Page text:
September 14, 2015
Every patient is equally important to you as a pharmacist, but for an independent pharmacy business, patients with certain disease states are more profitable than others.
And few conditions are more profitable than diabetes, largely due to the nature of the disease.
“Typically, a patient with diabetes will visit the pharmacy more often than a person who doesn’t have diabetes,” said Michael Schlanger, senior marketing manager – channel marketing at Nipro Diagnostics, a manufacturer of blood glucose systems and supplementary health and wellness products for people with diabetes. “They fill more prescriptions, and they have more co-morbidities that go hand-in-hand with it.”
Tailoring your pharmacy to address the numerous health issues associated with diabetes isn’t a one-time gain. “Patients are tethered to that pharmacy because of their increased need for interconnected preventative and maintenance-based solutions, and the products you recommend as a pharmacist,” Schlanger said. Focusing on this disease state enables you to help patients and improve your bottom line at the same time.
“Imagine you’re standing in front of the pharmacy shelf as a newly diagnosed person with diabetes,” Schlanger said. “There’s an overwhelming amount of products that are vital to all aspects of diabetic care, and many patients don’t know where to start.”
Part of selling supplementary diabetic products is education.
“You want the patient to understand that there’s more than just blood glucose testing,” he said. “There are multiple facets of care involving a multitude of products that pharmacists can help with.”
“Diabetes is such an invasive condition because it affects how you eat; it affects your skin; it affects your eyes,” Schlanger said. And, addressing these problems requires the right products.
Without proper guidance, patients might select less effective products. For example, reusing a lancet or syringe, which could increase the risk of infection. Or, eating candy, rather than fast-acting glucose products, like tablets, gels, or shots, to raise blood sugar during a hypoglycemic event.
To best serve your patients with diabetes, Schlanger recommends providing all diabetes-related products in one central area in your pharmacy.
“Patients want a diabetes destination,” he said. “They’re seeking a very simple section of the store that shows them everything they may need, and that has an education component to it. They don’t want to have to march down multiple aisles throughout the store to get what they need.”
Your diabetes front-end section should clearly define what each individual product is and why patients need it. Also, consider placing educational signage or brochures near related diabetic products. Do this for blood glucose meters, but also do it for fast-acting glucose products, lancets, skin care and foot care.
Your front-end diabetes section can help patients find products that are ideal for them, but patients also need your expertise to make sense of it all.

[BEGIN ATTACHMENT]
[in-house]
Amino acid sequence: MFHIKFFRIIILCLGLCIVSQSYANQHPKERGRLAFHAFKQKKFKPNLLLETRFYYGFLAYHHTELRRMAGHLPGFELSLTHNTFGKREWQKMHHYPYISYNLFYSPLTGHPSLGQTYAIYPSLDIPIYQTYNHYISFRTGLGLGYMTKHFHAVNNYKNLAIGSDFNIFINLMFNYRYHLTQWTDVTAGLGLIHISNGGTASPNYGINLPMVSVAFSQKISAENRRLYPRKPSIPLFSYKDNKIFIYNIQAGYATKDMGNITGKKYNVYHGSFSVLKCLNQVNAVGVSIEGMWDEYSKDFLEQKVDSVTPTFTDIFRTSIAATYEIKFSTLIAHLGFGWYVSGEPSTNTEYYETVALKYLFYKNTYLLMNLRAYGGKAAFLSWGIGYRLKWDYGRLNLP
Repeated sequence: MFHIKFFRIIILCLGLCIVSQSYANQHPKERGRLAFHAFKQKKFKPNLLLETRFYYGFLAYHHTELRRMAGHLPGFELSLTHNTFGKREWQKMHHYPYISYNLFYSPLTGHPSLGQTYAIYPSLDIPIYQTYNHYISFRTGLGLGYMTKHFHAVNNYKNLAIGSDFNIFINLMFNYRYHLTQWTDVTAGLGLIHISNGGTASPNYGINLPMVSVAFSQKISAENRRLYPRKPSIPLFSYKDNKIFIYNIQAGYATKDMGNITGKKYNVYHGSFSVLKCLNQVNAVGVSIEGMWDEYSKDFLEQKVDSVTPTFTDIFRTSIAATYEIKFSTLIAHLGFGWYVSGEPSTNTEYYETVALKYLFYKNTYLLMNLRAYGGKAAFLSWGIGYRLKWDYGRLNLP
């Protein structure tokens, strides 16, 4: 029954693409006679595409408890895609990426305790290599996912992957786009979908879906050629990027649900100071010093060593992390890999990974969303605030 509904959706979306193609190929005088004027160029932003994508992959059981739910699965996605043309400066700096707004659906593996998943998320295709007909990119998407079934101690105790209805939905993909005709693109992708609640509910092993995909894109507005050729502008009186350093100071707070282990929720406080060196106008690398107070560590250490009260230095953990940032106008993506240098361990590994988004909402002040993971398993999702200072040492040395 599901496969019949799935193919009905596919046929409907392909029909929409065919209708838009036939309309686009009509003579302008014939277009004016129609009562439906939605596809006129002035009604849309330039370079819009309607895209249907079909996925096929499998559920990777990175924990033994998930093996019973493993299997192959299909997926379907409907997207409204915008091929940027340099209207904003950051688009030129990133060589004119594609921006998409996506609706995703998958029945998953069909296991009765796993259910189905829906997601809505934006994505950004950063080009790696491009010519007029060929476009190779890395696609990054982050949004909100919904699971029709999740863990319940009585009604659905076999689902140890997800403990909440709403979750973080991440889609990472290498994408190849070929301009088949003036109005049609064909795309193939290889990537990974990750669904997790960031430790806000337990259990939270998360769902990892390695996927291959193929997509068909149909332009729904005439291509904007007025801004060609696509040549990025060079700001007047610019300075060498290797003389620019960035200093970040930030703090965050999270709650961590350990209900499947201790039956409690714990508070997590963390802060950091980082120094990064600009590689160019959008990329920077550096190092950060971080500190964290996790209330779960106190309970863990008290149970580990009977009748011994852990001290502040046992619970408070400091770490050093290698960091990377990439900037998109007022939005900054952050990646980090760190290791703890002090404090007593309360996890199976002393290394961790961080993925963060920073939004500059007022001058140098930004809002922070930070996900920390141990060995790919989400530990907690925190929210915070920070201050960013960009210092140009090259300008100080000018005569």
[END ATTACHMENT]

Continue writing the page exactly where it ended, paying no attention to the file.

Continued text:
“Pharmacists tie the products on the shelf together,” Schlanger said.
When it comes to meters, patients are faced with numerous options. How do you know what to tell patients when they ask for a recommendation?
“The key with blood glucose meters is the quality and the value to that consumer,” said Michael Schlanger, senior marketing manager – channel marketing at Nipro Diagnostics. “Every meter has to meet standards set by the Food and Drug Administration (FDA), but beyond that, it’s about what meter best fits the patient’s lifestyle.” Here are a few features to recommend.
2. Proven accuracy and performance
3. A reputable company to ensure there isn’t a supply chain interruption
4. Event tagging to put blood sugar in context of life events, including exercise, illness, and pre- or post-meal
5. Bluetooth and download capabilities to share data
Having a diabetes section in your pharmacy is a start, but pharmacists can take it a step further. Maximize your diabetic product sales by explaining to patients why they need supplementary products beyond meters and test strips. Here are five additional products to stock.
What they need: A new lancet for every test.
Why: Reduces the risk of infection and pain.
What they need: A daily fiber supplement.
Why: Adds nutritional support and slows the uptake of sugar into the bloodstream.
3. Skin care products
What they need: A daily deep-moisturizing skin care regimen.
Why: Diabetes can shrink the nerves in the periphery causing the inability to sweat properly, leading to dry or cracked skin that can cause infections and other complications. Also, a daily lotion regimen gets patients in the habit of checking their skin for wounds.
4. Glucose products
What they need: A fast-acting glucose tablet, gel or shot, containing a pre-measured amount of a fast-acting carbohydrate.
Why: It raises blood sugar during a hypoglycemic event without causing a blood sugar spike.
What they need: A silicone-coated syringe with no surface imperfections, and various gauges and lengths.
Why: A quality syringe ensures a comfortable patient experience, and proper length is key for injecting insulin correctly.